To advance the development agenda, the New Delhi declaration supported increasing the voice of the Global South in global governance by, for example, reforming multilateral development banks. The G20 contributed to this goal by making the African Union (AU) a permanent member of the group. This move accentuates India’s leadership among countries pursuing nonaligned economic and development policies.
Health, Development, and Nonalignment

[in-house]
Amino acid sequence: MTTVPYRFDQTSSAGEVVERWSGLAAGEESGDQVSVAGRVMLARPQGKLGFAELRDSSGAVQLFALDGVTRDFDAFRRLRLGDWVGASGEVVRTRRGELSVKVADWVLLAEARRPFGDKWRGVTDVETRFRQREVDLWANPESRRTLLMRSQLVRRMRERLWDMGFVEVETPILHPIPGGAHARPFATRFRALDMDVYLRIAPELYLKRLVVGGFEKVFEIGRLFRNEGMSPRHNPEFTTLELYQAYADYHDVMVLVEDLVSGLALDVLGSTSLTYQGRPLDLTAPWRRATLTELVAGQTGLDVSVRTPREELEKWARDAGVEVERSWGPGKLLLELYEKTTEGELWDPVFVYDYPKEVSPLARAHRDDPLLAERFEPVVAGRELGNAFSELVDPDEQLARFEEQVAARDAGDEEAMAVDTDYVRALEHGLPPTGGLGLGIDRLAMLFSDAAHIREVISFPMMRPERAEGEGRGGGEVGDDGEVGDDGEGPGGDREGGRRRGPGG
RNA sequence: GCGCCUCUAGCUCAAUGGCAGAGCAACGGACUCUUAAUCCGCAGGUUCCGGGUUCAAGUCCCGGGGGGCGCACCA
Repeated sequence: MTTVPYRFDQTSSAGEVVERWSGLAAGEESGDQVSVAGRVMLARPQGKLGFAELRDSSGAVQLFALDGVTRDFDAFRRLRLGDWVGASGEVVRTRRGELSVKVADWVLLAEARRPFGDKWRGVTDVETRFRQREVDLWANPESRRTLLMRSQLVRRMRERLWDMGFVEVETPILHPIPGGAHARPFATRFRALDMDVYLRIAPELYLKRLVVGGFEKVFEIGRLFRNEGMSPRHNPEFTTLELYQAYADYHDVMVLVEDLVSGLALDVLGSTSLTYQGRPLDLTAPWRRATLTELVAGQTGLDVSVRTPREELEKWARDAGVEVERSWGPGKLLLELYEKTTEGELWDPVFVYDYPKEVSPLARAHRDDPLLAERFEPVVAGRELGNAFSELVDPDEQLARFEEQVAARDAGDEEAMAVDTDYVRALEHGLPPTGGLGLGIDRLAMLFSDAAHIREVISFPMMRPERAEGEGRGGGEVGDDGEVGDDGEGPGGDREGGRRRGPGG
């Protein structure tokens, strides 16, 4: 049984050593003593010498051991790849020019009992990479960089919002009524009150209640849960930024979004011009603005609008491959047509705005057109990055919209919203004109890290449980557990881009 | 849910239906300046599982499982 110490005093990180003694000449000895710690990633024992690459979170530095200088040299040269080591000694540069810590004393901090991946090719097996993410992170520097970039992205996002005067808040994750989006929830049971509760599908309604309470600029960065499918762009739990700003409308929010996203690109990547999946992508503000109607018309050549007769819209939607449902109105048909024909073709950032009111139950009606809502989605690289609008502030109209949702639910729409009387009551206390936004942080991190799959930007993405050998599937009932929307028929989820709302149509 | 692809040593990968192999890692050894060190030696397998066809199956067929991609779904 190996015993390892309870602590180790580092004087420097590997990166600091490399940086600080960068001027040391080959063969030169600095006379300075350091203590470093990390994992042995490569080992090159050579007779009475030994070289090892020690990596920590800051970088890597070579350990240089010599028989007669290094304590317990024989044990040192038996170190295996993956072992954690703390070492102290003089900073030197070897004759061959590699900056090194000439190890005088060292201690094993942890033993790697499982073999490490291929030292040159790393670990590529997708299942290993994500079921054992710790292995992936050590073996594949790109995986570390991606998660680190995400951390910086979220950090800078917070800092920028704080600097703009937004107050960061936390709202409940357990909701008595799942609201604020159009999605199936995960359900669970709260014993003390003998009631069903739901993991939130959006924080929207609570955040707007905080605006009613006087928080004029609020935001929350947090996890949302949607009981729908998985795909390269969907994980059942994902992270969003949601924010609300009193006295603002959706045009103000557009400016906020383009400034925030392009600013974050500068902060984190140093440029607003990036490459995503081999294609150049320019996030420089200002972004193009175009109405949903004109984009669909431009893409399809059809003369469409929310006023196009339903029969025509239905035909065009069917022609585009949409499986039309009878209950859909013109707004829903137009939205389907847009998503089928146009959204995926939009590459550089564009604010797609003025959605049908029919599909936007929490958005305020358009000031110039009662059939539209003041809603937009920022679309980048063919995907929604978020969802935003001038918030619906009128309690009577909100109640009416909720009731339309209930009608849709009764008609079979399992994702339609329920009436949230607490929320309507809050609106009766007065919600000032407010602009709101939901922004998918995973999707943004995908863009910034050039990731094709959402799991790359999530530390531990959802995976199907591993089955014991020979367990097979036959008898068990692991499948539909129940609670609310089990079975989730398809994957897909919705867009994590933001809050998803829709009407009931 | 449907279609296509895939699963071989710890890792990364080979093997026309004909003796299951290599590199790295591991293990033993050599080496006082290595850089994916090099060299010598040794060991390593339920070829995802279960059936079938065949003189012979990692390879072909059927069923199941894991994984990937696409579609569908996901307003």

The New Delhi declaration embedded health issues within its development strategy. It identified often-emphasized challenges—such as enhancing pandemic preparedness and tackling antimicrobial resistance—and backed long-standing objectives, including primary health care, the One Health approach, and equitable access to pharmaceutical countermeasures. Concerning the G20’s role in the Pandemic Fund, the declaration noted the first and second calls for proposals to be completed by the end of 2023 and highlighted “the importance of securing new donors and co-investment” for the fund.
The amount of climate aid in dollars required by 2030 to help developing countries